Building Construction TechnologiesTransportation & Industrial
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This program offers a sequence of courses that provides coherent and rigorous content aligned with challenging academic standards and relevant technical knowledge and skills needed to prepare for further education and careers in the Architecture and Construction career cluster; provides technical skill proficiency, and includes competency-based applied learning that contributes to the academic knowledge, higher-order reasoning and problem-solving skills, work attitudes, general employability skills, technical skills, and occupation-specific skills, and knowledge of all aspects of the Architecture and Construction career cluster.
► NCCER – Core
► NCCER – Construction Technology
► Construction Drawings
► Hand Tools
► Power Tools
► Construction Math
► Employability Skills
► Materials Handling
► Site Layout
► Mechanical / Shop Skills
► Cabinet Making
► Framing Exercises
► Working with power tools
► Working with hand tools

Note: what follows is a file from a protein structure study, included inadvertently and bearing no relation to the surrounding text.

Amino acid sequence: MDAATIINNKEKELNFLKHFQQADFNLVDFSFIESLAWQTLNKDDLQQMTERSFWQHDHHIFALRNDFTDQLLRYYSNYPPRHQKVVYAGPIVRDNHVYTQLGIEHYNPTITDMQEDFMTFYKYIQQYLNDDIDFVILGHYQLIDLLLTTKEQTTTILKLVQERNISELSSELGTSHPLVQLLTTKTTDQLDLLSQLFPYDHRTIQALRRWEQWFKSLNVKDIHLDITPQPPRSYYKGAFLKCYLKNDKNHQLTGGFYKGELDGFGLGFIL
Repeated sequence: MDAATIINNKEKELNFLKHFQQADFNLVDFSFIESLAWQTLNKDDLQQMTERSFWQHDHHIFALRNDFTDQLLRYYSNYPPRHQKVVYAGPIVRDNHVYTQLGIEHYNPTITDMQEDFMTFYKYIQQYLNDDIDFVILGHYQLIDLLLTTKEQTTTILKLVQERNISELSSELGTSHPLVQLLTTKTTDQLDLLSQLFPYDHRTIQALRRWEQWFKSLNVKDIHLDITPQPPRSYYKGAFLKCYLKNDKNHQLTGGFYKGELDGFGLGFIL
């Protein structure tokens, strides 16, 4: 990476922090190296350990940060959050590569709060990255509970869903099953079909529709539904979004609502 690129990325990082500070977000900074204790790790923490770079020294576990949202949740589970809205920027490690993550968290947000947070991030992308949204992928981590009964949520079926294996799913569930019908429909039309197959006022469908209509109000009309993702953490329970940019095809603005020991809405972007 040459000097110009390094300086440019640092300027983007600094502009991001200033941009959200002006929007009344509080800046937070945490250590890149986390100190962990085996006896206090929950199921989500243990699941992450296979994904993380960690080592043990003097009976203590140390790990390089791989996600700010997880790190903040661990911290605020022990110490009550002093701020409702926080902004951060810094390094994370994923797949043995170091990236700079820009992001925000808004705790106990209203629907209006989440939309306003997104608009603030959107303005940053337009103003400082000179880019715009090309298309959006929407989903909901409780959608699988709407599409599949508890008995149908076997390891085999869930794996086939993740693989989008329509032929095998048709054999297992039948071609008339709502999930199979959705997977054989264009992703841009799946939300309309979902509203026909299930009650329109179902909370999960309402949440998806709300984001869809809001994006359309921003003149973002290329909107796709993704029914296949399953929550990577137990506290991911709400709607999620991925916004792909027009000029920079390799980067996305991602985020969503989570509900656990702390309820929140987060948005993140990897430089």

► Furniture Making
► Basic Tile Setting
► Planning and Preparation
► Safety Demonstration and Understanding
► Computer Skills
► Construction Supervision
► Finish Carpentry
► 1050 clock hours, 2 semesters
► The following table illustrates the program structure:
|Course #||Course Name||OPC||Hours|
|BCV0400||Building Construction Helper||A||450|
|BCV0401||Building Construction Tech 1||B||300|
|BCV0402||Building Construction Tech 2||C||300|
Math 9.0 Reading 9.0 Language 9.0
*Some students qualify for exemption from this requirement.
Monday through Friday
8:00 a.m. – 2:30 p.m.
Working With Power Tools
Students learn to use various power tools used in the profession of construction in our state of the art air conditioned shop.
Carpentry is the most common association to the construction industry. Both the CORE and the Construction Technology Courses touch all the aspects associated with carpentry from wall framing, to roof framing, and floor framing.
Concrete, Masonry, and Decorative Stone
Every aspect of construction has so many individual applications and trade. It’s nothing for a typical home to have 20 or 30 professions involved in the construction.
Concretes Roll in the Construction Industry
Sidewalks, slabs, mortar in bricks, roofing tiles, masonry blocks, tie beams, fill cells, and foundations are just a small list of functions of concrete in the construction industry.